The symmetric difference of two sets can be defined as the set of elements that belong to one of the initial sets, but do not belong to both. For example, the symmetric difference of {4,2,3,8} and {1,2,3,7} is {1,4,8}.

## What is set theory

The development of set theory is due to the German mathematician Georg Cantor, in the mid-nineteenth century. Currently, set theory is part of mathematical logic and focuses on the study of the properties and relationships between sets.

A set is an abstract collection of elements, which are considered objects themselves. Sets and the operations performed with them constitute one of the most basic tools in the formulation of mathematical theories.

Set theory also includes all other mathematical objects and structures, such as numbers, geometric figures, functions, and others. Even set theory is also an object of study by itself and is almost always accompanied by the application of logic.

## What are the sets

Sets are defined as a series of well-defined objects, often called elements, that differ from each other. Sometimes a set is expressed according to the property or properties that its elements satisfy.

A set can have a finite or * *infinite number of elements. In mathematics it is common to name elements with lowercase letters and sets with uppercase letters. Also, sets and their operations can be represented graphically with Venn diagrams.

Venn diagram illustrating the intersection between two sets

### Set Operations

Basic operations can be performed on sets and their elements that are similar to arithmetic operations, and make up what is known as the algebra of sets. These operations are:

**Intersection**: this operation results in a set**A ∩ B**where are all the elements that sets A and B have in common.**Symmetric Difference:**The symmetric difference of two sets A and B is the set**A Δ B**. This includes all elements that are part of A or B, but not both at the same time.**Difference**: the operation between two sets is known as difference, in this case, A and B. The set**A B**is obtained, which includes all the elements of set A that do not belong to set B.**Complement**: The complement of a set A is the set**A∁**. This contains all the elements that do not belong to A.**Cartesian Product**: This operation results in the set**A × B**where its elements are ordered pairs. The first element belongs to A and the second belongs to B.**Union:**is the union of two or more sets. For example, the union of the sets A and B is expressed as the set**A ∪ B**. This contains all the elements that were in them.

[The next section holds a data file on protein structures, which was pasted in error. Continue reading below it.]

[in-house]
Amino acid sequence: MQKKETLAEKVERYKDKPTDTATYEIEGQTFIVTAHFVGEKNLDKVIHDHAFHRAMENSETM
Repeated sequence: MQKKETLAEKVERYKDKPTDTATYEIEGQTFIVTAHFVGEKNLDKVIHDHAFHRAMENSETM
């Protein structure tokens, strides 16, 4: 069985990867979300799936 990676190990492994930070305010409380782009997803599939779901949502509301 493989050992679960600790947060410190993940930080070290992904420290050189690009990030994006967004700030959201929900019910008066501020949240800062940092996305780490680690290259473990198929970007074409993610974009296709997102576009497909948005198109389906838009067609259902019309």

## The symmetrical difference: concept and characteristics

As mentioned above, the symmetric difference of two sets is another set where the elements that belong to the initial sets are included, but are not in both at the same time. For example, the symmetric difference of the sets A={2,5,3} and B={4,2,3,7} is the set A Δ B={4,5,7}.

That is, the symmetric difference is an operation where the difference between two or more sets is observed.

Other examples to understand the symmetric difference are:

- If we have the sets A={1,2,3,4,5} and B={2,4,6}, then the symmetric difference between these sets is the set A ∆ B={1,3,5,6 }.
- The symmetric difference of the sets R={a, b, c, d } and S={a, b, e, f } is the set R ∆ S={c, d, e, f}.

The symmetric difference between A and B can also be defined as the difference between the union and the intersection of A and B. This is expressed: A ∆ B = (A ∪ B ) – (A ∩ B).

Another equivalent way to express the symmetric difference using the union and intersection operations is: (A – B) ∪ (B – A). Here it can be seen that the symmetric difference is the set of elements in A but not in B, or in B but not in A. Thus, those elements at the intersection of A and B are excluded.

### Symmetric Difference Properties

From the concepts mentioned about the symmetric difference, different properties can be deduced:

- The symmetric difference of a set with respect to itself is the empty set: A Δ B = Ø
- Therefore, the symmetric difference of a set A with the empty set is the same set A: A Δ Ø = A
- The symmetric difference of a set and one of its subsets is the difference between them: B ⊆ A → A Δ B= A B
- And the symmetric difference of the sets A Δ B and C is the same as that of the sets A Δ B and C. This is expressed: (A Δ B) Δ C = A Δ (B Δ C)
- Likewise, the symmetric difference of the sets A and B is equal to the symmetric difference of the sets B and A. Which is represented as follows: A Δ B = B Δ A

### Bibliography

- Morra, J. Topic 11.
*Basic concepts of set theory. Algebraic structures*. (2020, Kindle edition. Spain. B085WBRJNC. - López Mateos, M.
*Sets, Logic and Functions.*(2019, 2nd edition). Spain. Manuel Lopez Mateos. - Uzcátegui Aylwin, C. An introduction to the descriptive theory of sets. (2020). Spain. Uniande Editions.

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